Last updated: November 25. 2013 10:50PM - 674 Views
Ryan Carpe

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DARKE COUNTY – On Wednesday, the Ohio House of Representatives passed a bill that paved the way for major reforms in some of the state’s concealed-weapons laws.

The legislation aims to change Ohio’s “castle doctrine,” which designates a person’s residence as a place in which that person has certain protections and immunities. Current Ohio law specifies that individuals are allowed to use deadly force to protect themselves if threatened in their homes or vehicles.

Under HB 203, that right is extended to all locations where a person is legally permitted to carry a gun.

Specifically, the provision would do away with the state’s law requiring a person to retreat before using deadly force in self-defense.

However if these circumstances were to occur, the person firing the weapon must be able to prove that his or her life was in danger.

“The legislation strengthens the existing law on concealed carry, and in the future we’ll be able to feel more secure and be able to defend ourselves from intruders,” said 84th District House Representative Jim Buchy, who voted for the bill.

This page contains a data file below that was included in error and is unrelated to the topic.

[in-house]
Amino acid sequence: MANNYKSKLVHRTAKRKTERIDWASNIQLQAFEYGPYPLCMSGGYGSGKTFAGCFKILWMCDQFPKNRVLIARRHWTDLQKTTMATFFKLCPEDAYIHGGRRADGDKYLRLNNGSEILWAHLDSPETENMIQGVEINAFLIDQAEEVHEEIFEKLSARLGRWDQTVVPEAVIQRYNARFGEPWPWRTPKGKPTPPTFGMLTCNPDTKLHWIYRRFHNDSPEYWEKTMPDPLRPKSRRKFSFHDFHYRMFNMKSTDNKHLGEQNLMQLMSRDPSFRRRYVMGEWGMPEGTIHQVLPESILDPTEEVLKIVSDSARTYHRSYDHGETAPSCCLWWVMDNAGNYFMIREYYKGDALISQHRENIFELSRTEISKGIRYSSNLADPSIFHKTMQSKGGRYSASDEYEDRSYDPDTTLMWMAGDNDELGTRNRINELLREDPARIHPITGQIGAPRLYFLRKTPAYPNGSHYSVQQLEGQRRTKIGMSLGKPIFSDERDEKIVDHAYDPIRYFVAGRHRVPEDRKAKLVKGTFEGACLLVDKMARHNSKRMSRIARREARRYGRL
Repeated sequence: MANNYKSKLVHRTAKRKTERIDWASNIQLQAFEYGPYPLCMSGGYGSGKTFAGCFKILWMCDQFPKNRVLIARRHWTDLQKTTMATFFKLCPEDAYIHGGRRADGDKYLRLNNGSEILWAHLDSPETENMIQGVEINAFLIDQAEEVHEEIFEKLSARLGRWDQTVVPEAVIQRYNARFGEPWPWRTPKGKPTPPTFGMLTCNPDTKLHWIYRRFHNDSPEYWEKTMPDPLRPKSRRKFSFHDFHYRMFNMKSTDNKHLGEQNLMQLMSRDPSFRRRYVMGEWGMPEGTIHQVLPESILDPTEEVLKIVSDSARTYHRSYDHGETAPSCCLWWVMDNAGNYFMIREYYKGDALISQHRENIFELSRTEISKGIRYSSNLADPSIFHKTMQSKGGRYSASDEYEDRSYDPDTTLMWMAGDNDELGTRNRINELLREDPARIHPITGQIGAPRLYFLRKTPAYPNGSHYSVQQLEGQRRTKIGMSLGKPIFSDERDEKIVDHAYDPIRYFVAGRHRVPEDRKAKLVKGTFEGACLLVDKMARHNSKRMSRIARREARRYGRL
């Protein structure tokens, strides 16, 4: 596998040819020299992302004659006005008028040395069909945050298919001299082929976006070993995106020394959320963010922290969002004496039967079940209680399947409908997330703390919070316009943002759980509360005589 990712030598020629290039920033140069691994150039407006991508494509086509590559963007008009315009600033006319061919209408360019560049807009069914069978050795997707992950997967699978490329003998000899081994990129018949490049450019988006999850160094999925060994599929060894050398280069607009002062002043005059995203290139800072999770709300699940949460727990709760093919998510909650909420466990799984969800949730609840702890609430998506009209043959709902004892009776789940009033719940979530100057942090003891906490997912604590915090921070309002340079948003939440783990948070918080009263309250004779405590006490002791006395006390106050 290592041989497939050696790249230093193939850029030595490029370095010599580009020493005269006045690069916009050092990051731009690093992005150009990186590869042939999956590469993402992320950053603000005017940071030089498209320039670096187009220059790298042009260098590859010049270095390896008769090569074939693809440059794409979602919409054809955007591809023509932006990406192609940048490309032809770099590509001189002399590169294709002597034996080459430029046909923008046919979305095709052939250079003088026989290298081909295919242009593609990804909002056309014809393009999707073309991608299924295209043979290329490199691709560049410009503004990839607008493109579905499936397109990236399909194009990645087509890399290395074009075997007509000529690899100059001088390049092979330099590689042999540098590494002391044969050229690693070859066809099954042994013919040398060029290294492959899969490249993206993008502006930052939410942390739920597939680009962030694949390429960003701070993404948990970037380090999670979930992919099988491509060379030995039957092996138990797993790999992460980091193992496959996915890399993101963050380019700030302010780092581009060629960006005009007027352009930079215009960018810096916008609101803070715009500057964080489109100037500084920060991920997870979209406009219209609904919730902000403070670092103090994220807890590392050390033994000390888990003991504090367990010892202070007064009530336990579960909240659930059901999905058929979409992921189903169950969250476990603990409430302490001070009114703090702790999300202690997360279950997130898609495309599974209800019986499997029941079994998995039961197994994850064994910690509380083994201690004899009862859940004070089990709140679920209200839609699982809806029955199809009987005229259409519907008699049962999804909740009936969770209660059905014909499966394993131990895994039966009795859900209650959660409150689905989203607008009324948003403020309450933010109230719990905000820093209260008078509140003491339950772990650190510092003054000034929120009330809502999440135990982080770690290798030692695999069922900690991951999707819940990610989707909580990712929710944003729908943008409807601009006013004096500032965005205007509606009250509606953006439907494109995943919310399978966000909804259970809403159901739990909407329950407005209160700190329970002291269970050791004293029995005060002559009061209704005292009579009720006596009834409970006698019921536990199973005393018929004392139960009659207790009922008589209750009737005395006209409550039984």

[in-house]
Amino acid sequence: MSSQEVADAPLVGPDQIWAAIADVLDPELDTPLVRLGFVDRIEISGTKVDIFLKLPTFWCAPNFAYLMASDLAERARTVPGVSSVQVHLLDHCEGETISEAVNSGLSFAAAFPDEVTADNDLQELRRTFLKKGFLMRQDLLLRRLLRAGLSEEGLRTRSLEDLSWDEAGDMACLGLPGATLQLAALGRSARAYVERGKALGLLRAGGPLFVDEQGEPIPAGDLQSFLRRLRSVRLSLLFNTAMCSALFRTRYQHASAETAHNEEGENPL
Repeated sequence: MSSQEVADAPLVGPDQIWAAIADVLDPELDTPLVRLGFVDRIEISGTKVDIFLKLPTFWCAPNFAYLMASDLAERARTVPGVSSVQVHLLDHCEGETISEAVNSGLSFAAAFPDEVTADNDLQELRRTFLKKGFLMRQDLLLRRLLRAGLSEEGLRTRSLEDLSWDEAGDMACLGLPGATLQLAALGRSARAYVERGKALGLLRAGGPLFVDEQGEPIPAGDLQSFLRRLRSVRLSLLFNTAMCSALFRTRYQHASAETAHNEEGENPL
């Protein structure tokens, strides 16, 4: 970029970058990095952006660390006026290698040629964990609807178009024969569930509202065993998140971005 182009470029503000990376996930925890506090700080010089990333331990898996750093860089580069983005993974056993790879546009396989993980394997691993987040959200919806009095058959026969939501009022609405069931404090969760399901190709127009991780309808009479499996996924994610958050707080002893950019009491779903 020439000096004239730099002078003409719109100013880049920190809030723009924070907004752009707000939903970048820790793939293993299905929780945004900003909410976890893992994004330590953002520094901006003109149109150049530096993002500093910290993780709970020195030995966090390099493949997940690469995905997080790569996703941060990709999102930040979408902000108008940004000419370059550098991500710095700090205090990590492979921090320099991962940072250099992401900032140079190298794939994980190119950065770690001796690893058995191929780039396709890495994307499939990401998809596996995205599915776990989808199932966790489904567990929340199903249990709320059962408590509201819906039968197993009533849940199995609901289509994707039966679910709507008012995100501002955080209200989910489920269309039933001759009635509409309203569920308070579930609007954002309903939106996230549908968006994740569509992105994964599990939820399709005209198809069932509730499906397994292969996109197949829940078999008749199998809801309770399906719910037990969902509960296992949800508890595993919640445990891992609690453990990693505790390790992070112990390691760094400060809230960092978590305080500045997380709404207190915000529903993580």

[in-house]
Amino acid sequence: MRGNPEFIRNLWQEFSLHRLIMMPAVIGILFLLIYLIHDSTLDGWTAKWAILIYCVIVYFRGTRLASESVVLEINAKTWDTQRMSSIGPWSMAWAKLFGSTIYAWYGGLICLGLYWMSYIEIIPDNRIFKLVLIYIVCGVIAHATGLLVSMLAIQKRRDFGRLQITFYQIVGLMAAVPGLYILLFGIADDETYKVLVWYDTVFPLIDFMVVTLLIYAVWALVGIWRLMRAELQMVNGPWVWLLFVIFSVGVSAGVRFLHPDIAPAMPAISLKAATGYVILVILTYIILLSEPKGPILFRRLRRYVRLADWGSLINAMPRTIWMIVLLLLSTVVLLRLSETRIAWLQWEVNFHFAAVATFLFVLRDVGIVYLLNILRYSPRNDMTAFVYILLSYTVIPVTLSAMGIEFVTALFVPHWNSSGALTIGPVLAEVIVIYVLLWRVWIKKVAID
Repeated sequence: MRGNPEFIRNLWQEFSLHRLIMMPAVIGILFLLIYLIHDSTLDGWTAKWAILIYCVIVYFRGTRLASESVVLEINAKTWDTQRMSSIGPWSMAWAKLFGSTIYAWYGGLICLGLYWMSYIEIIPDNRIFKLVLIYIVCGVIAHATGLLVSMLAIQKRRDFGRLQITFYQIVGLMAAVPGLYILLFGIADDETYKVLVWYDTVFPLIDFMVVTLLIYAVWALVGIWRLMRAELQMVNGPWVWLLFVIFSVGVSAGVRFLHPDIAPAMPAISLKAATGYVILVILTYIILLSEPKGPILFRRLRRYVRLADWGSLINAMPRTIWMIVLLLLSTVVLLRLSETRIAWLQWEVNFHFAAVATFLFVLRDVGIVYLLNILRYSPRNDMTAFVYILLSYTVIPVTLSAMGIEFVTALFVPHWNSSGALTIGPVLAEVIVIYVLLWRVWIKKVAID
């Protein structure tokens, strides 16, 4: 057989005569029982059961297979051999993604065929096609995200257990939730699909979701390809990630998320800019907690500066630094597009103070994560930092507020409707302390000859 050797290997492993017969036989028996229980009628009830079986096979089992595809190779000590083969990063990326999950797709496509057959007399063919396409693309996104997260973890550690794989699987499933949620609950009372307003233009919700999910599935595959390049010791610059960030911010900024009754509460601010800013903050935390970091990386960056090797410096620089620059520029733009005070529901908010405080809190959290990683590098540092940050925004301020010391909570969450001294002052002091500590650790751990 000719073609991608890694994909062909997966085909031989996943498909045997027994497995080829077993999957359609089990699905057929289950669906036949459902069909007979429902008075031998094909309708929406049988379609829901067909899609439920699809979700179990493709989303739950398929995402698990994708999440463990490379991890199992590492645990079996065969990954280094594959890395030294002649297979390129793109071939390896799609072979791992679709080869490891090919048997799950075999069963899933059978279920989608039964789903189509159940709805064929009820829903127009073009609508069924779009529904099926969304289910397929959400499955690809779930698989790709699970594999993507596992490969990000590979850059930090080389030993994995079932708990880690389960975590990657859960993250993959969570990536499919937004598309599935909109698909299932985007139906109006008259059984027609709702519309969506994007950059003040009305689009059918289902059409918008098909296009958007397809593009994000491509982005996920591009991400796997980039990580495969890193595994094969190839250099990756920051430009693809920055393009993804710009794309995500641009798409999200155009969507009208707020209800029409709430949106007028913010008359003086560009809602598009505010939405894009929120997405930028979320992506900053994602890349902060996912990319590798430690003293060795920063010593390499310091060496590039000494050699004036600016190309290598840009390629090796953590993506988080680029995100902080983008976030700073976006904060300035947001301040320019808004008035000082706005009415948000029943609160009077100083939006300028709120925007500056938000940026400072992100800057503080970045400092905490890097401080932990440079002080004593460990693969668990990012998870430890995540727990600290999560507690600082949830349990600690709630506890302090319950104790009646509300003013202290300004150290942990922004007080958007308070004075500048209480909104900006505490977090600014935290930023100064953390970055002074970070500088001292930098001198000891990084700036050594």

House Bill 203 was passed by a vote of 62-27, with six Democrats supporting the bill, although it was reported to receive lengthy opposition from other Democratic legislators who advised that a “stand your ground” self-defense provision would lead to increased gun violence in the state, specifically against minorities.

In response, supporters of the bill argued that many of the same people in opposition to the bill also falsely foretold an increase of violence from concealed carry legislation.

“With all due respect, that’s what they said when they passed concealed carry the first time. We’re going to have a lawless society, the wild west,” said Rep. Buchy. “But it hasn’t been that way. It’s the reverse.”

The bill also initiates the requirement that Ohio recognize concealed handgun licenses from any state that recognizes Ohio’s concealed handgun licenses. Currently, Ohio only recognizes CCW licenses from states with which the state has a written reciprocity agreement.

The bill additionally prohibits a person with a fifth-degree felony drug offense from acquiring a CCW license for at least 10 years, while anyone with multiple fifth-degree drug offenses is permanently prohibited from obtaining a license.

The bill will now head to the Ohio Senate for further consideration.

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